Rittal has published a White Paper which considers the distinguishing characteristics of ‘Hygienic Design’ (HD) enclosures and how they must align with current directives, regulations and guidelines in the food and drinks processing industry.
The hygiene regulations that govern this sector of manufacturing are contained within various EU directives, and are necessarily stringent to protect public health. Breaches can prove expensive, and this new guide may be useful for machine designers working on food production line projects, especially if they include enclosures which are housing or protecting electrical equipment on them. These enclosures, because of their design characteristics, are commonly known as ‘Hygienic Design’ enclosures (HD).
Rittal says that users should note that while there is an obligation for hygiene standards to be met, the directives and standards that bind the industry do not advise users about how to judge an enclosure’s suitability to be in such an environment. Without standardised and recognised guidance, enclosure manufacturers, together with systems engineers, mechanical engineers and end users, must make their own decisions as to the type of hygienic design that should be employed. So in response, Rittal has now published this White Paper outlining the characteristics of an HD enclosure. It considers:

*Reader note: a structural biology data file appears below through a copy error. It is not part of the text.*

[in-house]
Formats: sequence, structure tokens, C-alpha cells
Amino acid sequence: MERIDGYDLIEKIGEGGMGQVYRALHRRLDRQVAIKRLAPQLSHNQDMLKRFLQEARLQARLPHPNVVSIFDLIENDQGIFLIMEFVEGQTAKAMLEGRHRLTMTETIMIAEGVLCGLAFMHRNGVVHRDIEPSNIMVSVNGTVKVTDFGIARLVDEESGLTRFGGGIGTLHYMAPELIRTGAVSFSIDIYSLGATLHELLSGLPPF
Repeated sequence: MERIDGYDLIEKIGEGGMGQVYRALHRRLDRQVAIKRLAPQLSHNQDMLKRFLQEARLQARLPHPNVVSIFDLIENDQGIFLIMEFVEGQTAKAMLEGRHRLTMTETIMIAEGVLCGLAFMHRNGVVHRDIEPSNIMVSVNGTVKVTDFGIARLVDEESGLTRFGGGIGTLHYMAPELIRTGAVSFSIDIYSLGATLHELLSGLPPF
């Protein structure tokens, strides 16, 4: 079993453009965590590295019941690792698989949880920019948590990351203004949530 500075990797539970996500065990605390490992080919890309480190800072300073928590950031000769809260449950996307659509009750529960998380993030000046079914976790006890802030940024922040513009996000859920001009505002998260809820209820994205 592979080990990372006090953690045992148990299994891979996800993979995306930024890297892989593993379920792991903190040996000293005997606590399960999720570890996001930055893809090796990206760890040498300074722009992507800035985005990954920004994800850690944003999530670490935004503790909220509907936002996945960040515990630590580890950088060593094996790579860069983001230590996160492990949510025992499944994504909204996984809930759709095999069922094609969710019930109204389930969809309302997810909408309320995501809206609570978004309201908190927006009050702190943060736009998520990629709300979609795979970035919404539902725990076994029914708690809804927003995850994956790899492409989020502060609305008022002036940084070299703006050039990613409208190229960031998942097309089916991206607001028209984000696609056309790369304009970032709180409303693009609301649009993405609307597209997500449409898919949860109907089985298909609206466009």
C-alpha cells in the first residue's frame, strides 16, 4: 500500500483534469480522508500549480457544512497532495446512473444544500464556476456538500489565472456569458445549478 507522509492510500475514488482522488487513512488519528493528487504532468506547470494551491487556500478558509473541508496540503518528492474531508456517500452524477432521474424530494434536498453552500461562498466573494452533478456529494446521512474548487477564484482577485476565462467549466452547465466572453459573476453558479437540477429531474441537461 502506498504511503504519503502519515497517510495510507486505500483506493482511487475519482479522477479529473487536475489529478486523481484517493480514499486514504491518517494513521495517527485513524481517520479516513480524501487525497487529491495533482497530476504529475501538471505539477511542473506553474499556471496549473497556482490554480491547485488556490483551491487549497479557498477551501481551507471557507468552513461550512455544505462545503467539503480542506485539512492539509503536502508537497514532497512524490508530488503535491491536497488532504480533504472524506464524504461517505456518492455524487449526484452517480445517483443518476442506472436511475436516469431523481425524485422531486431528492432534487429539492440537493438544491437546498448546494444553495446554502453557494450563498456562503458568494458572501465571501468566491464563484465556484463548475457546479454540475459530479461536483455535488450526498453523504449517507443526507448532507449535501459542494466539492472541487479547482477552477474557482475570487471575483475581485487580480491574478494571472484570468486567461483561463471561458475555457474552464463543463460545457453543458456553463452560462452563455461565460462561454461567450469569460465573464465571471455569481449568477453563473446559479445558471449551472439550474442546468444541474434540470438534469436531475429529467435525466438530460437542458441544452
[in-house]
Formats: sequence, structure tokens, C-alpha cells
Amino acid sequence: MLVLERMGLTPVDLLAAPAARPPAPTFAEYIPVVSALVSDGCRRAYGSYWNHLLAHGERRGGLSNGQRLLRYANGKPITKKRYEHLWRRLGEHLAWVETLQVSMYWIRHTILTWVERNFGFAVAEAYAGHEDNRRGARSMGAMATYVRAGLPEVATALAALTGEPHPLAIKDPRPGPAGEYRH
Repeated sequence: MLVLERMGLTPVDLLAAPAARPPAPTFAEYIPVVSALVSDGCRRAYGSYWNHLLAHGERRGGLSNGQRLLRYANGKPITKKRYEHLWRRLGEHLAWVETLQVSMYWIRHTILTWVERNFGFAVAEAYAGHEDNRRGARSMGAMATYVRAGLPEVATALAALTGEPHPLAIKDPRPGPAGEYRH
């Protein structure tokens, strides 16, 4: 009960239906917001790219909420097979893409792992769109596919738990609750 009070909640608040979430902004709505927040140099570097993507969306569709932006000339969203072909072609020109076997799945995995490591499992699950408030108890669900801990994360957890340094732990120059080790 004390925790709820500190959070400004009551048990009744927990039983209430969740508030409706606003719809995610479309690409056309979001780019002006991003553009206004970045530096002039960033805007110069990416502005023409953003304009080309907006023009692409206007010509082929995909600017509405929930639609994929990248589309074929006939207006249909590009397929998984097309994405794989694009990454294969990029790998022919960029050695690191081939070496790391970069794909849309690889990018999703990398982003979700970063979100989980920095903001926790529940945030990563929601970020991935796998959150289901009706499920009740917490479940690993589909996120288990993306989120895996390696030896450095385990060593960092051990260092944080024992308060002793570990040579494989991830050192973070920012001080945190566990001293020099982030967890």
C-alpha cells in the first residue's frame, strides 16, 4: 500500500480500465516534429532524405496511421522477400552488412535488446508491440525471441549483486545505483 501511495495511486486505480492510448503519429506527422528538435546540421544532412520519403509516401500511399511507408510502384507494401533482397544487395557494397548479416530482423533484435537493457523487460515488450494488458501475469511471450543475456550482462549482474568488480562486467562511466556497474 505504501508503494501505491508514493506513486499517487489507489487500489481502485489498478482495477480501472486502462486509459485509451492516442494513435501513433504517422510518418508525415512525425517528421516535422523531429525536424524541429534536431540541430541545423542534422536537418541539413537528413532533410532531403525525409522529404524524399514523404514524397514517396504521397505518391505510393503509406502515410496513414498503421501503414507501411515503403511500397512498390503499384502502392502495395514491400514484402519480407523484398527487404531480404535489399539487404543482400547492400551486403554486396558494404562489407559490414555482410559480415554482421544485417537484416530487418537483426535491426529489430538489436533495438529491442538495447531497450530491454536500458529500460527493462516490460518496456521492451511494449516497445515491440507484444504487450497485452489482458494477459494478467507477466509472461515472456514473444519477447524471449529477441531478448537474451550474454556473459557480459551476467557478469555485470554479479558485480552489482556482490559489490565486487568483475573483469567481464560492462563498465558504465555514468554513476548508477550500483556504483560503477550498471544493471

- Suitable materials and surfaces, in terms of cleaning, corrosion, etc
- Connection systems, including seals and seams
- Angles and corners for easy washdown and the avoidance of accumulated contaminants
- How to avoid penetration into the circuitry, not least by water ingress
- Testing procedures to demonstrate the suitability of an enclosure for a food production line
Rittal states that its range of HD enclosures is designed to make them quick and easy to clean: they can withstand power washing while maintaining a fully watertight environment for the electrical components within them. Follow the link to download the white paper on HD Enclosure Design from Rittal.